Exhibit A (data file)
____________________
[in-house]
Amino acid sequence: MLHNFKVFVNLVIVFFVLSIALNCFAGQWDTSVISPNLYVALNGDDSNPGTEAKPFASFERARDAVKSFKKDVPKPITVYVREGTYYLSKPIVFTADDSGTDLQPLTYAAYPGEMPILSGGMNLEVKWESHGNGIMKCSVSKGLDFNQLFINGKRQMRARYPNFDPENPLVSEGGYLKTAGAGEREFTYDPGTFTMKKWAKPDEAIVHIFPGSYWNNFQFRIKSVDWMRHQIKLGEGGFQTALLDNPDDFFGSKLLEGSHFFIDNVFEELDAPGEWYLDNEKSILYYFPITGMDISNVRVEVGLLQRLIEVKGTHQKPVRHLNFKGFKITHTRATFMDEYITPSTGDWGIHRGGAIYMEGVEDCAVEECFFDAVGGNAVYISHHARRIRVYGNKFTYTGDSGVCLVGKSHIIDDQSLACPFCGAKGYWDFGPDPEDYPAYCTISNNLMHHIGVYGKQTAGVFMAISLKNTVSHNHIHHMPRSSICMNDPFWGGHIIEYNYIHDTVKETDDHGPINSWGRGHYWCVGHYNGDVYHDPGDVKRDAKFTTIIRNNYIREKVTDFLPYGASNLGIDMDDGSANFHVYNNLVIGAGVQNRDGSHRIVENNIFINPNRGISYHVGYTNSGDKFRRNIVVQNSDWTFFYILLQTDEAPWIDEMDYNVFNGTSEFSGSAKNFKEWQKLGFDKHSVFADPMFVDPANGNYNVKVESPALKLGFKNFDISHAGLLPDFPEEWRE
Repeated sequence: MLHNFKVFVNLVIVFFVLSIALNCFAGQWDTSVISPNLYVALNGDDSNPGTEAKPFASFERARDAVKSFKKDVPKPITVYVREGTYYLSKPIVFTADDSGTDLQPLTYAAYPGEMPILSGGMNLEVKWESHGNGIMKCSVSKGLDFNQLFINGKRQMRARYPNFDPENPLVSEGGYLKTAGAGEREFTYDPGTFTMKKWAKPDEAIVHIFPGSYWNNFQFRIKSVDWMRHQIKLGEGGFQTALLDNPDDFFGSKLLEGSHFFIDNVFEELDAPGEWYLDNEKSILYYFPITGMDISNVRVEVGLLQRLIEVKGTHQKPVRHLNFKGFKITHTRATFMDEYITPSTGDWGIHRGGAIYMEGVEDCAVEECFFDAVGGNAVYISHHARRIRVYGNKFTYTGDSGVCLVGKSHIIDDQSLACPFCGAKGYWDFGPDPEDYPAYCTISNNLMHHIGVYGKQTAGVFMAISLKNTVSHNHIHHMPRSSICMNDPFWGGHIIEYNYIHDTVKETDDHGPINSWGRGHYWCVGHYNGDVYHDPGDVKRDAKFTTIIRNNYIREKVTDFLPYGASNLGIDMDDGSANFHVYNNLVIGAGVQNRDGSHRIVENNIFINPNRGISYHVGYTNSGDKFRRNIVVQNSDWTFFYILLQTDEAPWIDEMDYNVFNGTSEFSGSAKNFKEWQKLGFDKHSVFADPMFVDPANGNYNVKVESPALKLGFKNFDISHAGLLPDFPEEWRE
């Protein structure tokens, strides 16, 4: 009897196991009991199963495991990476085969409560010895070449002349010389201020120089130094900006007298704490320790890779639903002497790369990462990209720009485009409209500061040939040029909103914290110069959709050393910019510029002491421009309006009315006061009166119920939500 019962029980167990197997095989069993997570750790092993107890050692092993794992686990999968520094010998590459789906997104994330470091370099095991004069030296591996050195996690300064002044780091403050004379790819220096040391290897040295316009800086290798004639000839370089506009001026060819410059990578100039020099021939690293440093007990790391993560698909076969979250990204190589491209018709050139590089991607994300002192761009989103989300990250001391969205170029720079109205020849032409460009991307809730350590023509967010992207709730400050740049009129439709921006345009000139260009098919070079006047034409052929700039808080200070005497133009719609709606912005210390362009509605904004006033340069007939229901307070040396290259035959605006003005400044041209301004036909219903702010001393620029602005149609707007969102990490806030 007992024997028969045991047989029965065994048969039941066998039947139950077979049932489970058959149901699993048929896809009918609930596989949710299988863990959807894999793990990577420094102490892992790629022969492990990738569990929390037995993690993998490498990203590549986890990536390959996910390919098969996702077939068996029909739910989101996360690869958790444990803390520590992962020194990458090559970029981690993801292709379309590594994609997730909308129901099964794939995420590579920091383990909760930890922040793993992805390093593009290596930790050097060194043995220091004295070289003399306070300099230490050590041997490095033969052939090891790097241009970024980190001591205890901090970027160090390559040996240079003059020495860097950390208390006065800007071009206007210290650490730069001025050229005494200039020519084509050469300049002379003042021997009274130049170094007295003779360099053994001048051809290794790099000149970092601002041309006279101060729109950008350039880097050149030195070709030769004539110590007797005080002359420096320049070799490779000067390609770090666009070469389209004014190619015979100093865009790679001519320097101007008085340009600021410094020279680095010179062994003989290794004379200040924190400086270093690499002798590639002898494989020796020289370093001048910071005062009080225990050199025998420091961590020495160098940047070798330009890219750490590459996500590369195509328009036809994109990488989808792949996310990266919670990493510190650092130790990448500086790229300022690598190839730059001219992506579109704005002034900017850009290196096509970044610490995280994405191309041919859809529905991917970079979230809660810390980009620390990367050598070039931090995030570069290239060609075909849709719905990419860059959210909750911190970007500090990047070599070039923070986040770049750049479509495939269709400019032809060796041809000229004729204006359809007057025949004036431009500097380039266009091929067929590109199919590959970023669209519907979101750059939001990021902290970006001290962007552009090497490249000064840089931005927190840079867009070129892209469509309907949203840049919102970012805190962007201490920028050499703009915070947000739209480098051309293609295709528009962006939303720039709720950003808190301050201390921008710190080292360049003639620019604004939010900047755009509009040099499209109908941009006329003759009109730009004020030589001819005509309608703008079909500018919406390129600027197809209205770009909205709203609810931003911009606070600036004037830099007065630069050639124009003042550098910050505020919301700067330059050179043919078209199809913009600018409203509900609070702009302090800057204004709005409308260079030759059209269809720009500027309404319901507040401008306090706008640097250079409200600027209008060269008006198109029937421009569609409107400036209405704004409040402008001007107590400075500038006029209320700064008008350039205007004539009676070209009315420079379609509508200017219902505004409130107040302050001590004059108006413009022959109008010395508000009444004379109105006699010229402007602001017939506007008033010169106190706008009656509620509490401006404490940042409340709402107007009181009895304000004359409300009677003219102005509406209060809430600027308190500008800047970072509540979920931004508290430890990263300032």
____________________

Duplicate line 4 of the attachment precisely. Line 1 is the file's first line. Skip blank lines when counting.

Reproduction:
């Protein structure tokens, strides 16, 4: 009897196991009991199963495991990476085969409560010895070449002349010389201020120089130094900006007298704490320790890779639903002497790369990462990209720009485009409209500061040939040029909103914290110069959709050393910019510029002491421009309006009315006061009166119920939500 019962029980167990197997095989069993997570750790092993107890050692092993794992686990999968520094010998590459789906997104994330470091370099095991004069030296591996050195996690300064002044780091403050004379790819220096040391290897040295316009800086290798004639000839370089506009001026060819410059990578100039020099021939690293440093007990790391993560698909076969979250990204190589491209018709050139590089991607994300002192761009989103989300990250001391969205170029720079109205020849032409460009991307809730350590023509967010992207709730400050740049009129439709921006345009000139260009098919070079006047034409052929700039808080200070005497133009719609709606912005210390362009509605904004006033340069007939229901307070040396290259035959605006003005400044041209301004036909219903702010001393620029602005149609707007969102990490806030 007992024997028969045991047989029965065994048969039941066998039947139950077979049932489970058959149901699993048929896809009918609930596989949710299988863990959807894999793990990577420094102490892992790629022969492990990738569990929390037995993690993998490498990203590549986890990536390959996910390919098969996702077939068996029909739910989101996360690869958790444990803390520590992962020194990458090559970029981690993801292709379309590594994609997730909308129901099964794939995420590579920091383990909760930890922040793993992805390093593009290596930790050097060194043995220091004295070289003399306070300099230490050590041997490095033969052939090891790097241009970024980190001591205890901090970027160090390559040996240079003059020495860097950390208390006065800007071009206007210290650490730069001025050229005494200039020519084509050469300049002379003042021997009274130049170094007295003779360099053994001048051809290794790099000149970092601002041309006279101060729109950008350039880097050149030195070709030769004539110590007797005080002359420096320049070799490779000067390609770090666009070469389209004014190619015979100093865009790679001519320097101007008085340009600021410094020279680095010179062994003989290794004379200040924190400086270093690499002798590639002898494989020796020289370093001048910071005062009080225990050199025998420091961590020495160098940047070798330009890219750490590459996500590369195509328009036809994109990488989808792949996310990266919670990493510190650092130790990448500086790229300022690598190839730059001219992506579109704005002034900017850009290196096509970044610490995280994405191309041919859809529905991917970079979230809660810390980009620390990367050598070039931090995030570069290239060609075909849709719905990419860059959210909750911190970007500090990047070599070039923070986040770049750049479509495939269709400019032809060796041809000229004729204006359809007057025949004036431009500097380039266009091929067929590109199919590959970023669209519907979101750059939001990021902290970006001290962007552009090497490249000064840089931005927190840079867009070129892209469509309907949203840049919102970012805190962007201490920028050499703009915070947000739209480098051309293609295709528009962006939303720039709720950003808190301050201390921008710190080292360049003639620019604004939010900047755009509009040099499209109908941009006329003759009109730009004020030589001819005509309608703008079909500018919406390129600027197809209205770009909205709203609810931003911009606070600036004037830099007065630069050639124009003042550098910050505020919301700067330059050179043919078209199809913009600018409203509900609070702009302090800057204004709005409308260079030759059209269809720009500027309404319901507040401008306090706008640097250079409200600027209008060269008006198109029937421009569609409107400036209405704004409040402008001007107590400075500038006029209320700064008008350039205007004539009676070209009315420079379609509508200017219902505004409130107040302050001590004059108006413009022959109008010395508000009444004379109105006699010229402007602001017939506007008033010169106190706008009656509620509490401006404490940042409340709402107007009181009895304000004359409300009677003219102005509406209060809430600027308190500008800047970072509540979920931004508290430890990263300032």